Employers falling under the Occupational Health and Safety Act or the Mine health and Safety Act, will require testing to comply with its obligations under these legislation, which will be permissible.
Testing with regard to the distribution of employment benefits for pension or medical fund purposes would also qualify in certain circumstances. Sub-section (b) of Section 7 allows for various factors, if applied in an objective and fair manner, to allow employers to test employees for certain illnesses. Medical testing or questions should not be conducted randomly without any inherent requirement of the job in question being kept in mind.
Pre-benefit medical assessments are acceptable before the employee becomes a member. This is to determine suitability for membership, not to assess the capability to perform the job.
”Medical testing” is defined by the EEA to include any test, question, enquiry or other means designed to ascertain or which has the effect of enabling the employer to ascertain whether the employee has any medical condition. It should be noted that this not only includes a medical test, but also any questionnaire or written or verbal enquiry into the medical condition of an employee.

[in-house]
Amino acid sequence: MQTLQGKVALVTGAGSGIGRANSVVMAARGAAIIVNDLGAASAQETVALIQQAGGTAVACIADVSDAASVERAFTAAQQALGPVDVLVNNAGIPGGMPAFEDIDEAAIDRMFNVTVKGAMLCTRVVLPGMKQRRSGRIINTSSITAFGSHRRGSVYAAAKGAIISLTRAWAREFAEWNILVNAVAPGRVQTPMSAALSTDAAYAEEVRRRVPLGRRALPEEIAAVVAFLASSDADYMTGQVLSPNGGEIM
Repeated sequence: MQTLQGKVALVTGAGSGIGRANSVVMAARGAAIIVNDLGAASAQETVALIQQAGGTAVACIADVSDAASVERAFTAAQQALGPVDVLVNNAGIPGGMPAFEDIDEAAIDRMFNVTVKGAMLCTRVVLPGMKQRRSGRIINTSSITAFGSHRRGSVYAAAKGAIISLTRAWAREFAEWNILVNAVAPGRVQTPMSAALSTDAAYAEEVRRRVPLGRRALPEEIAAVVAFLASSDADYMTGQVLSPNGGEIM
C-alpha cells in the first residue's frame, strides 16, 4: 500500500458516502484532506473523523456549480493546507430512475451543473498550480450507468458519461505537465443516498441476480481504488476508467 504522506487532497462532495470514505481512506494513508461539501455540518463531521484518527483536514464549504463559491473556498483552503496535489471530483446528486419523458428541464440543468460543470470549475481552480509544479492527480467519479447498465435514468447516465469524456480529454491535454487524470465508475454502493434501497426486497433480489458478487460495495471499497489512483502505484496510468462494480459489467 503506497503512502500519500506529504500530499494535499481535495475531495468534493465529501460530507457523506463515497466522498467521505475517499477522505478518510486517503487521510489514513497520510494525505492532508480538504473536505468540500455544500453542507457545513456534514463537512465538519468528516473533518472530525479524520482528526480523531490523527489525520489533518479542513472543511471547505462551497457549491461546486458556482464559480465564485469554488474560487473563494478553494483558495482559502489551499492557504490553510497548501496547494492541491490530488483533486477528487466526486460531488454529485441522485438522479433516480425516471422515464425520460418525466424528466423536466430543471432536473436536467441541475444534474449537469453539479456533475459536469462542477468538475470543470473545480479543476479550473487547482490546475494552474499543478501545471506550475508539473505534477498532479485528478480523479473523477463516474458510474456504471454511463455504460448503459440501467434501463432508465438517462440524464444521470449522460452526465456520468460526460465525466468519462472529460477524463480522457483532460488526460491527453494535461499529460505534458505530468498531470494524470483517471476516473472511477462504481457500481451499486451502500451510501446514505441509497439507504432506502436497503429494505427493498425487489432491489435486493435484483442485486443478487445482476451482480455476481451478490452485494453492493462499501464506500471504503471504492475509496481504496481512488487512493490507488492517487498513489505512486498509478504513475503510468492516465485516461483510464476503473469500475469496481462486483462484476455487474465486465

PSYCHOMETRIC TESTING – SECTION 8
Psychometric testing of employees or candidates is prohibited unless the tests or assessments comply with certain requirements.
These tests must;
- be scientifically shown to be valid and reliable;
- can be applied fairly to employees; and
- is not biased against any employee or group.
Examples of unfair testing are where the test favours knowledge that a specific cultural group would have, whereas other groups, not forming part of that culture, would not know.
This is not really a contentious issue as there are various psychometric and similar testing available in the market that has been widely accepted within an HR-related environment. It should be noted that the sections dealing with the provision of unfair discrimination, medical testing and psychometric testing also apply to an applicants. Therefore, any employer who acts unfairly against a job applicant with relation to either one of these subjects can be taken to the CCMA by a non-employee. This is the only instance where the CCMA will have jurisdiction where there is no employment relationship between the applicant and the employer respondent.